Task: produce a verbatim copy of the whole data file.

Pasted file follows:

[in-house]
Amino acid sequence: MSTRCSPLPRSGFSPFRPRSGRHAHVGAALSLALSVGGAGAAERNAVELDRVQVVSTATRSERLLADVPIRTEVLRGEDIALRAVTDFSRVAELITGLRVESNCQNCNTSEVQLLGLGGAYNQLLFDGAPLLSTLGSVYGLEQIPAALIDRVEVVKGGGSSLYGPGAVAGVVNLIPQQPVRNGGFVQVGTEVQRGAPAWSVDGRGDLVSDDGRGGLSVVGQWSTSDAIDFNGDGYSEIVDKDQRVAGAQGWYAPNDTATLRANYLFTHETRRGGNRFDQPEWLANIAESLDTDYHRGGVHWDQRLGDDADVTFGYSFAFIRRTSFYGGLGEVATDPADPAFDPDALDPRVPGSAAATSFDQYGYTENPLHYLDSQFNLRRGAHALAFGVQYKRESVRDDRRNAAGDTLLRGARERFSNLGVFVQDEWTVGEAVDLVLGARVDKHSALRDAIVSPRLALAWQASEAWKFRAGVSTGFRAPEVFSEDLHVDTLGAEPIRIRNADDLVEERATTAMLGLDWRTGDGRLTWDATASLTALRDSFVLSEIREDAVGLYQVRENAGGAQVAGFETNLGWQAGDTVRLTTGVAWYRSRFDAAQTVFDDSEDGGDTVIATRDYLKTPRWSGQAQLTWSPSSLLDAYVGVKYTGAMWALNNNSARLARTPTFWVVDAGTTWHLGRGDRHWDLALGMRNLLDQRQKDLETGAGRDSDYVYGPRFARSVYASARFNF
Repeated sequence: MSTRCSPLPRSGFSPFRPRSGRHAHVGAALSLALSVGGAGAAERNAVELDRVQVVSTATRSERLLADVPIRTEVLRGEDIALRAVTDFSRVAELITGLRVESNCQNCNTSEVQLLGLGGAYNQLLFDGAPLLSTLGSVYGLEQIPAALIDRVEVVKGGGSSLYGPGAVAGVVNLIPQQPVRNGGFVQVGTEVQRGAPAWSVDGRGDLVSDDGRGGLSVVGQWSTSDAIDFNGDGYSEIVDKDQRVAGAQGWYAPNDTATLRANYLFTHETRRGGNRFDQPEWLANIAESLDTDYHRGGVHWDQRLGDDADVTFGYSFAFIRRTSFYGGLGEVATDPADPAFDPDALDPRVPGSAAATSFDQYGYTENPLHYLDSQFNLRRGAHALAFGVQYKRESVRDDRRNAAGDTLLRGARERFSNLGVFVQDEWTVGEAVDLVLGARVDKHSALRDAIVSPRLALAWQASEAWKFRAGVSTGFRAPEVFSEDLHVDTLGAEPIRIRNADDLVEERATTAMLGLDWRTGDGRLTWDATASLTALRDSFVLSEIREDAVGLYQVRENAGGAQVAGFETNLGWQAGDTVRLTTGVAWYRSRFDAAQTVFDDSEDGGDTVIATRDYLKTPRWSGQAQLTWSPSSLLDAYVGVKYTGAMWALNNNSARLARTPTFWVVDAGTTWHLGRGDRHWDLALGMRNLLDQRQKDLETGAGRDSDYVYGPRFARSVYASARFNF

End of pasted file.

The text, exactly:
[in-house]
Amino acid sequence: MSTRCSPLPRSGFSPFRPRSGRHAHVGAALSLALSVGGAGAAERNAVELDRVQVVSTATRSERLLADVPIRTEVLRGEDIALRAVTDFSRVAELITGLRVESNCQNCNTSEVQLLGLGGAYNQLLFDGAPLLSTLGSVYGLEQIPAALIDRVEVVKGGGSSLYGPGAVAGVVNLIPQQPVRNGGFVQVGTEVQRGAPAWSVDGRGDLVSDDGRGGLSVVGQWSTSDAIDFNGDGYSEIVDKDQRVAGAQGWYAPNDTATLRANYLFTHETRRGGNRFDQPEWLANIAESLDTDYHRGGVHWDQRLGDDADVTFGYSFAFIRRTSFYGGLGEVATDPADPAFDPDALDPRVPGSAAATSFDQYGYTENPLHYLDSQFNLRRGAHALAFGVQYKRESVRDDRRNAAGDTLLRGARERFSNLGVFVQDEWTVGEAVDLVLGARVDKHSALRDAIVSPRLALAWQASEAWKFRAGVSTGFRAPEVFSEDLHVDTLGAEPIRIRNADDLVEERATTAMLGLDWRTGDGRLTWDATASLTALRDSFVLSEIREDAVGLYQVRENAGGAQVAGFETNLGWQAGDTVRLTTGVAWYRSRFDAAQTVFDDSEDGGDTVIATRDYLKTPRWSGQAQLTWSPSSLLDAYVGVKYTGAMWALNNNSARLARTPTFWVVDAGTTWHLGRGDRHWDLALGMRNLLDQRQKDLETGAGRDSDYVYGPRFARSVYASARFNF
Repeated sequence: MSTRCSPLPRSGFSPFRPRSGRHAHVGAALSLALSVGGAGAAERNAVELDRVQVVSTATRSERLLADVPIRTEVLRGEDIALRAVTDFSRVAELITGLRVESNCQNCNTSEVQLLGLGGAYNQLLFDGAPLLSTLGSVYGLEQIPAALIDRVEVVKGGGSSLYGPGAVAGVVNLIPQQPVRNGGFVQVGTEVQRGAPAWSVDGRGDLVSDDGRGGLSVVGQWSTSDAIDFNGDGYSEIVDKDQRVAGAQGWYAPNDTATLRANYLFTHETRRGGNRFDQPEWLANIAESLDTDYHRGGVHWDQRLGDDADVTFGYSFAFIRRTSFYGGLGEVATDPADPAFDPDALDPRVPGSAAATSFDQYGYTENPLHYLDSQFNLRRGAHALAFGVQYKRESVRDDRRNAAGDTLLRGARERFSNLGVFVQDEWTVGEAVDLVLGARVDKHSALRDAIVSPRLALAWQASEAWKFRAGVSTGFRAPEVFSEDLHVDTLGAEPIRIRNADDLVEERATTAMLGLDWRTGDGRLTWDATASLTALRDSFVLSEIREDAVGLYQVRENAGGAQVAGFETNLGWQAGDTVRLTTGVAWYRSRFDAAQTVFDDSEDGGDTVIATRDYLKTPRWSGQAQLTWSPSSLLDAYVGVKYTGAMWALNNNSARLARTPTFWVVDAGTTWHLGRGDRHWDLALGMRNLLDQRQKDLETGAGRDSDYVYGPRFARSVYASARFNF